The Kind of Priest We Have

The Kind of Priest We Have

The Kind of Priest We Have

Hebrews 7:11-28 – David H. Linden

Related Readings: Genesis 14:17-24; Psalm 110; Psalm 27:7-14; Luke 22:24-34; Romans 8:31-39

A Little Review of Where We Are

Hebrews is a book about Christ. The writer wants the people to know and believe in Him, but they already knew a lot, and they already professed publicly that they did believe. A lot of pressure and persecution was on some of the believers. They needed encouragement. There was trouble in their minds and in their surroundings. They needed their faith supported with truth; there is no substitute for this.

The Specific Issue

They especially needed to see the limitations of the priests of Israel. If they ever thought that that system of sacrifices (and the priests who offered them!) was the ultimate thing, they were greatly mistaken. Faith must have the proper object. Forgiveness is tied to bloodshed; they all knew that. Now what bloody offering really puts away our sin from the sight of God? What offering changes our hearts? What one brings access to God? What priest has done all that is needed to secure a right relationship with our holy God? Only the priestly work of Jesus.

Who really represents us as our effective priest? A man who dies and is replaced? A man who has his position as priest just because he is in the line of previous priests – even though it was God that had established that priesthood? What if we have a priest from a different order – a priest whose ministry continues forever? A Priest appointed by God’s oath; One Who has already made one sacrifice for sins and never needs to make another one? If Jesus is that Priest, would that make a difference in keeping a profession of faith in Jesus the Son of God? (3:1; 4:14).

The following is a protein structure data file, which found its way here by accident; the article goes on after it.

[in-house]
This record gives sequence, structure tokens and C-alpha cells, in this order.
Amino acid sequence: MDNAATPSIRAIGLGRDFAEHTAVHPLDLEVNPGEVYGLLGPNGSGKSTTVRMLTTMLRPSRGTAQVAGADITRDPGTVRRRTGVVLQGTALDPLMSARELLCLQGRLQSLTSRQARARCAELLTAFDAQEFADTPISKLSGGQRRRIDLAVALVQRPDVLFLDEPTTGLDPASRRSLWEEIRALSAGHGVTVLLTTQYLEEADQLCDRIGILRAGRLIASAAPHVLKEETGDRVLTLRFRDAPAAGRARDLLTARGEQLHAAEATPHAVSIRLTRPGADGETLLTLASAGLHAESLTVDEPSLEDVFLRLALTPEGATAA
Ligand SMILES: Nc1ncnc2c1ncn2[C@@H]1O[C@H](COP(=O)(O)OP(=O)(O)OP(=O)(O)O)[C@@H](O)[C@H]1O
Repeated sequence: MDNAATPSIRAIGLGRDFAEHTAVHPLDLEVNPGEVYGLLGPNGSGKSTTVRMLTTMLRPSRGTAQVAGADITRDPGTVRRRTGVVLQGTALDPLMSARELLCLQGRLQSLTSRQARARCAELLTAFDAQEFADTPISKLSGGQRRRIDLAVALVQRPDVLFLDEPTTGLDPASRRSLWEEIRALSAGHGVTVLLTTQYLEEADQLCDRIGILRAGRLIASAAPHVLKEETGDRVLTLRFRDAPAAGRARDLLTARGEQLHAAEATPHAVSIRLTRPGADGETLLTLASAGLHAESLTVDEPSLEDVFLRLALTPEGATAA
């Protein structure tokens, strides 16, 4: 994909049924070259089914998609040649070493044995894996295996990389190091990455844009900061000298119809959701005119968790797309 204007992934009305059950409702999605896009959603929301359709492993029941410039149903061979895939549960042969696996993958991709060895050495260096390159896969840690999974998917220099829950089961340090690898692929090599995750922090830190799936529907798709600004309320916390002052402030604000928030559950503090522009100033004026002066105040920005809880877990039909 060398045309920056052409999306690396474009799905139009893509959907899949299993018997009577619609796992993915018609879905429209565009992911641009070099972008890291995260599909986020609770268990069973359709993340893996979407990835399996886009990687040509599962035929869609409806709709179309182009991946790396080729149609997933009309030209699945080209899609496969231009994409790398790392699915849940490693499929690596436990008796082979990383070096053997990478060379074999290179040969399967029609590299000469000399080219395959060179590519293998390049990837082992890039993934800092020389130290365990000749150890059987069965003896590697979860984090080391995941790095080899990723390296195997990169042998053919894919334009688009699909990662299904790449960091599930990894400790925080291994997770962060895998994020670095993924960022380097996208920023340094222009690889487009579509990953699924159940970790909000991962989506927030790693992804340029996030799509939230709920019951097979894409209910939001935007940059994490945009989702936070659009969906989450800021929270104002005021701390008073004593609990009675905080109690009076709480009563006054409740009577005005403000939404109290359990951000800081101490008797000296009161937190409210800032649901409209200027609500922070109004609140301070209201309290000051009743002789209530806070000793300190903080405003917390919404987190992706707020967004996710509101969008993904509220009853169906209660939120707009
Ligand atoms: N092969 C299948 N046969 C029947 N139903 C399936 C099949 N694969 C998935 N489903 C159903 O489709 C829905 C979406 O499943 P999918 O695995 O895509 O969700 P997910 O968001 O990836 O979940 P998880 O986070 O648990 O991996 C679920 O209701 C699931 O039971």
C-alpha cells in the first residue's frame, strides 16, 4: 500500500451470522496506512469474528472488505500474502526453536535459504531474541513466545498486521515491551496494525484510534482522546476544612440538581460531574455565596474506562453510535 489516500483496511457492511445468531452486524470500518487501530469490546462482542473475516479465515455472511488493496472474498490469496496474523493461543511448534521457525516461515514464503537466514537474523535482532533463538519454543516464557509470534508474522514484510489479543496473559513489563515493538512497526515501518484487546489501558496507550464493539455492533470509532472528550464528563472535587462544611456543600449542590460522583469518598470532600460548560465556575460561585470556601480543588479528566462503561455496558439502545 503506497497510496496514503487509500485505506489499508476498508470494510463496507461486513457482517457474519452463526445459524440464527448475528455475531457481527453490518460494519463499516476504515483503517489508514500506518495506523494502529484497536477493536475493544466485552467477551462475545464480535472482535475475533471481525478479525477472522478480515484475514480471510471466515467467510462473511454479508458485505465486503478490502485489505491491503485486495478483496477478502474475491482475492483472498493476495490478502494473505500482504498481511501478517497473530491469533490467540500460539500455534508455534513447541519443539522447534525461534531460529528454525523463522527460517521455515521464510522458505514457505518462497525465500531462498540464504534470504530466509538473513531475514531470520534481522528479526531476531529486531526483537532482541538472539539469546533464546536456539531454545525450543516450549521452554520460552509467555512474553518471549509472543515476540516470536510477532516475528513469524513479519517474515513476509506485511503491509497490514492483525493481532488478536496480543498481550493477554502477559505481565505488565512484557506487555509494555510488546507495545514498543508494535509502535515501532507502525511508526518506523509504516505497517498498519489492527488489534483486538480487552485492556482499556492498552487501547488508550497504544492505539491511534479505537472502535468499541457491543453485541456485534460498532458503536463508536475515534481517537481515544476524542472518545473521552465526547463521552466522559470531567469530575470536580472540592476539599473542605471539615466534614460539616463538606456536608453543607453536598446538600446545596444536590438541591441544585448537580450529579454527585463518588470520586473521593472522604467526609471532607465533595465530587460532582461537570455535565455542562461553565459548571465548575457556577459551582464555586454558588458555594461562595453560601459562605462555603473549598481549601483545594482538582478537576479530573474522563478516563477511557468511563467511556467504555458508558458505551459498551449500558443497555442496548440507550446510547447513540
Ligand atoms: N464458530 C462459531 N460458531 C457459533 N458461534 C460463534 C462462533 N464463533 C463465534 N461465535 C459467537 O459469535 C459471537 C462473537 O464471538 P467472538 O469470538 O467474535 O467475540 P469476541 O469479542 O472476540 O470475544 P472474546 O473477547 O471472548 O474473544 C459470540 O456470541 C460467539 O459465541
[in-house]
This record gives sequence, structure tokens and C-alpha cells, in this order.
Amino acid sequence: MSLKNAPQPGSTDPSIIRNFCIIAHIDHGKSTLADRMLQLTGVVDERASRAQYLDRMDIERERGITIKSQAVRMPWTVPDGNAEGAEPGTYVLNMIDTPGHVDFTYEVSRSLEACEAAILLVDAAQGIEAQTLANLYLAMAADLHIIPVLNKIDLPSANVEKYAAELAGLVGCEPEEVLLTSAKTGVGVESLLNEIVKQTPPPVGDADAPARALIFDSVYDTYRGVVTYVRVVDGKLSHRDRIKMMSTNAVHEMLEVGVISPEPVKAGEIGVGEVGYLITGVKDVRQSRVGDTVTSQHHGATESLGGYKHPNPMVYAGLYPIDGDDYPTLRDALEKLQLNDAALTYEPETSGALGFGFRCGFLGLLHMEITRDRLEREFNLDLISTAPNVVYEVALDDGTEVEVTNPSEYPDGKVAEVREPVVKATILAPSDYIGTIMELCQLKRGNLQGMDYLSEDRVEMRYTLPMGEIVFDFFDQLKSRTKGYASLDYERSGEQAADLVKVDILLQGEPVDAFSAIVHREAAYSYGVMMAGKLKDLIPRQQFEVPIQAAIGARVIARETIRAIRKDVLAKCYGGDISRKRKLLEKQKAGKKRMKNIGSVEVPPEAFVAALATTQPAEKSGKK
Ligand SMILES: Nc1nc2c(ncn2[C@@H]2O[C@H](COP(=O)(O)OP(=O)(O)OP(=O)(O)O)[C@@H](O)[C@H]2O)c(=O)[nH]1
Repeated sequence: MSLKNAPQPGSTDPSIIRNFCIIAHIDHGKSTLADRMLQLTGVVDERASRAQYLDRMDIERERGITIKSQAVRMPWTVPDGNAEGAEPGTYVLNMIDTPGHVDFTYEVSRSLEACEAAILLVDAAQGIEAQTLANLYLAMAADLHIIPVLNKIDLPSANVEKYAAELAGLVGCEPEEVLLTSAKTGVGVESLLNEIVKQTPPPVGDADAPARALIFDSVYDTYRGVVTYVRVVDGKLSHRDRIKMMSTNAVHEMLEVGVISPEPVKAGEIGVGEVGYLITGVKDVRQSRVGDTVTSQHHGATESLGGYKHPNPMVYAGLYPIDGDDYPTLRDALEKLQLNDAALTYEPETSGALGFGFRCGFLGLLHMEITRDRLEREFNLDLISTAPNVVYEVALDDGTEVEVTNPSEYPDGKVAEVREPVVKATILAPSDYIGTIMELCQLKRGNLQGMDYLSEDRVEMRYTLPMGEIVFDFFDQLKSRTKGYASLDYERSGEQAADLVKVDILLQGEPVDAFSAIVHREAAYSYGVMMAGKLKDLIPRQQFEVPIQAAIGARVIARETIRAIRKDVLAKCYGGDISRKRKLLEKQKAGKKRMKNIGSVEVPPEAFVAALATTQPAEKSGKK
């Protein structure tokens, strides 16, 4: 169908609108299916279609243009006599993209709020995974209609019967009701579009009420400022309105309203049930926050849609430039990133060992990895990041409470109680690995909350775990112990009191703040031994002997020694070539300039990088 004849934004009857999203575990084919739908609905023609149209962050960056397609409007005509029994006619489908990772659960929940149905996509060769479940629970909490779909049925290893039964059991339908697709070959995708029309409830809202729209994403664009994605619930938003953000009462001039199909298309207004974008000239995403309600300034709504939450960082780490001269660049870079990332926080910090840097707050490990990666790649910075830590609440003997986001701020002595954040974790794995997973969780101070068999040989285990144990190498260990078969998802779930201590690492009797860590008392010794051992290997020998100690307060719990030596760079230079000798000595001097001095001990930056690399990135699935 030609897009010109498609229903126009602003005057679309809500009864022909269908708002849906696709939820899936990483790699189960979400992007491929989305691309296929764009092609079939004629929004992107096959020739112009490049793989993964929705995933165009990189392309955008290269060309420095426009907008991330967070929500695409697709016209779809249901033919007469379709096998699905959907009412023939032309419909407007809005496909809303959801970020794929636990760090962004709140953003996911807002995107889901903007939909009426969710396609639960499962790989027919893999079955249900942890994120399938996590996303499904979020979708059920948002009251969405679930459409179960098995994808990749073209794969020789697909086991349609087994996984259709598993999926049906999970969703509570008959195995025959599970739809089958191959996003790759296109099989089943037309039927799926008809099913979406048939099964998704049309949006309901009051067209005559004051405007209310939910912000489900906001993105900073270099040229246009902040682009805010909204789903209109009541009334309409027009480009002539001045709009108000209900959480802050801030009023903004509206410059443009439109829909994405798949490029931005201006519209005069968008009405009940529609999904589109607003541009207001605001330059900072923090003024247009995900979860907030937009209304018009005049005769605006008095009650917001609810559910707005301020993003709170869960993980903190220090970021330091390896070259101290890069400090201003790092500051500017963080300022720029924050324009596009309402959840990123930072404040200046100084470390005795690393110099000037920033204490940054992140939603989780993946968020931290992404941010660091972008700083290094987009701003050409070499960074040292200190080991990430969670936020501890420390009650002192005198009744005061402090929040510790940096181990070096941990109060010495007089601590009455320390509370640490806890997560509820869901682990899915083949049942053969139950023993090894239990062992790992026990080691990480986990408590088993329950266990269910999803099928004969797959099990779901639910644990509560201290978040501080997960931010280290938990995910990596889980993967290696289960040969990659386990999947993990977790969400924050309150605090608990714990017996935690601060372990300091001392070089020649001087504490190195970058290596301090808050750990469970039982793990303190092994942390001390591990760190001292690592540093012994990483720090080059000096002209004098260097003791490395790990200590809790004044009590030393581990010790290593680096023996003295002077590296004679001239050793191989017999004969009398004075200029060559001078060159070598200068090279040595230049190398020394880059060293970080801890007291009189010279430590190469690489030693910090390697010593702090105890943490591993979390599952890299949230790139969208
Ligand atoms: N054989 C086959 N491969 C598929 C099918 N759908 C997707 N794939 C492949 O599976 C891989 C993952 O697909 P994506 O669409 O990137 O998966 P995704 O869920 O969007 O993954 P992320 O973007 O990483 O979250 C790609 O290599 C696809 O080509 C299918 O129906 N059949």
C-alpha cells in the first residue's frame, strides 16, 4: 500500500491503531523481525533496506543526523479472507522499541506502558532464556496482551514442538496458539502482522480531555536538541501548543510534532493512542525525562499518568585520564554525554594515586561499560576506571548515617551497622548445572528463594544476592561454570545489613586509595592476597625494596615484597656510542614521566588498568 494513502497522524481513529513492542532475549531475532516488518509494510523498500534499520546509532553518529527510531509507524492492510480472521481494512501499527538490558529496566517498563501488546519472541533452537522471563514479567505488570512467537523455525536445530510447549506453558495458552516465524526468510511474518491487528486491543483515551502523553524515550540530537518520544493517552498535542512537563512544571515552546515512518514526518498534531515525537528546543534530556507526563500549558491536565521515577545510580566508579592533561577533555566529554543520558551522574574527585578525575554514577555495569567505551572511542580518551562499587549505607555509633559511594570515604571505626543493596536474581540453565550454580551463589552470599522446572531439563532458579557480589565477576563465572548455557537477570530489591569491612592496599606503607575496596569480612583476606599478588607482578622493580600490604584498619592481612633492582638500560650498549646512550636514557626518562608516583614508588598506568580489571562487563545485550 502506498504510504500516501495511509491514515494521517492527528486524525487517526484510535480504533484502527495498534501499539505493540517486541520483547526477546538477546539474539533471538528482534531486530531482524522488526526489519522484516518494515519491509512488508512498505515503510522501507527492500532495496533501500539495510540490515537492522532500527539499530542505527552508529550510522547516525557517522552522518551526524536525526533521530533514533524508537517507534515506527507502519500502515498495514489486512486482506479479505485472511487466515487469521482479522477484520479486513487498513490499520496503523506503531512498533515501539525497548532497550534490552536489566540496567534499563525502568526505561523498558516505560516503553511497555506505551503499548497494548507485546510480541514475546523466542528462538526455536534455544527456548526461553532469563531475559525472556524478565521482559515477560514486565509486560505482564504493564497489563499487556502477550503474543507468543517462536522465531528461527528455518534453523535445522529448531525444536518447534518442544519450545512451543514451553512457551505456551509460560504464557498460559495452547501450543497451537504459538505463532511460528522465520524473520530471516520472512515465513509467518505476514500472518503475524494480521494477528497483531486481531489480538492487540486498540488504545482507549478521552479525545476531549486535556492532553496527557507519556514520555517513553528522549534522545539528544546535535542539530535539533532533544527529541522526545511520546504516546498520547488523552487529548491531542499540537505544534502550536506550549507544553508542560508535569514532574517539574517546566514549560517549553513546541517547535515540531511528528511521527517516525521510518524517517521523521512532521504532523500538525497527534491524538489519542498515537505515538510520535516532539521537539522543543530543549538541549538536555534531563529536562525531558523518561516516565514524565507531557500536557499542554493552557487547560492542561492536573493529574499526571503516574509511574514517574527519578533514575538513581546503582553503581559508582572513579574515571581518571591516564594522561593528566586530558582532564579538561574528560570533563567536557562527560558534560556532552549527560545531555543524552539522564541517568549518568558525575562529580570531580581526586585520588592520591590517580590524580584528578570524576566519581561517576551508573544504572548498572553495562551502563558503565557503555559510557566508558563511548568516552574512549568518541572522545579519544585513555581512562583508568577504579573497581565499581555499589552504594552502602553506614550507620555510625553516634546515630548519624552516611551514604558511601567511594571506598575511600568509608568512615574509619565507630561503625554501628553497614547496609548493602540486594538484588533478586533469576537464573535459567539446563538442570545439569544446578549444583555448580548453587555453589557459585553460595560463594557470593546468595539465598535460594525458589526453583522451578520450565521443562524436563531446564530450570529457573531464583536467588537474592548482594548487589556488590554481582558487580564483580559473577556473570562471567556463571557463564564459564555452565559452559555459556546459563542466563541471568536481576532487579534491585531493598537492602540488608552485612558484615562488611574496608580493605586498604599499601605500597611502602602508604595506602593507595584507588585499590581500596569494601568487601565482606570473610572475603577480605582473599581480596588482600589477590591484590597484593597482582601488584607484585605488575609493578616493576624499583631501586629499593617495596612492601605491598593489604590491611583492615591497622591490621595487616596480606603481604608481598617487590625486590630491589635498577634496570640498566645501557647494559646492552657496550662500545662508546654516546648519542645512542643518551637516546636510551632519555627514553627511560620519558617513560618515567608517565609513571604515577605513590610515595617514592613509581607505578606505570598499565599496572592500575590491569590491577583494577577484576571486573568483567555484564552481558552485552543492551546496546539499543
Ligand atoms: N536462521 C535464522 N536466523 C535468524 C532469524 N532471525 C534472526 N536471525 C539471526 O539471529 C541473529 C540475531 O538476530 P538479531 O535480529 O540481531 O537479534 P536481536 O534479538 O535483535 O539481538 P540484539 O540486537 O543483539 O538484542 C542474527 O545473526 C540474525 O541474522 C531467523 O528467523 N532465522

The Importance of Getting It Right!

Many other themes are found in Hebrews. Our minds cannot think them all at once. But when we know that we are sinners, and when we know that God has put between us and Himself some priest or priests to stand before Him for us, he or they fill a very great need. We must pay very careful attention. We are fools to invent our own solutions for facing God in our sin. God has never allowed any sinner to do that! We need someone to go to Him for us. Now will it be One God has appointed or one we choose? Will it be priests God has replaced or His great replacement for them? Will it be the shadow priests or the ultimate Great High Priest? These things are out of our control. We have no choice at all but to come to God in the way He has established. IF WE DO NOT, we put ourselves in the horrid position of rejecting God’s salvation for sinners. Now what is God’s way? Who is that Priest and what did He do? That is where we are in Hebrews.

The Previous Mention of Priesthood

Hebrews has the habit of introducing a theme with a short statement and then developing it later. In the first we were told that Jesus made purification for sins, (1:3). Not, note, that He just made an offering, but He accomplished purification! Then, He is our merciful and faithful high priest who in what He did, turned away from us the wrath of God once aimed at us for our sins, (2:14-18). Then in chapter 4, He unlike all other priests has passed through the heavens. The other priests could only pass through a veil into the Presence of God, and then had to leave when their temporary work was done. Jesus passed through the heavens into the Presence of God in heaven and sat down; His work is finished! In all their history the Jews never had a priest who could enter the Presence of God and stay there, and certainly none that went to heaven for them. But there is more …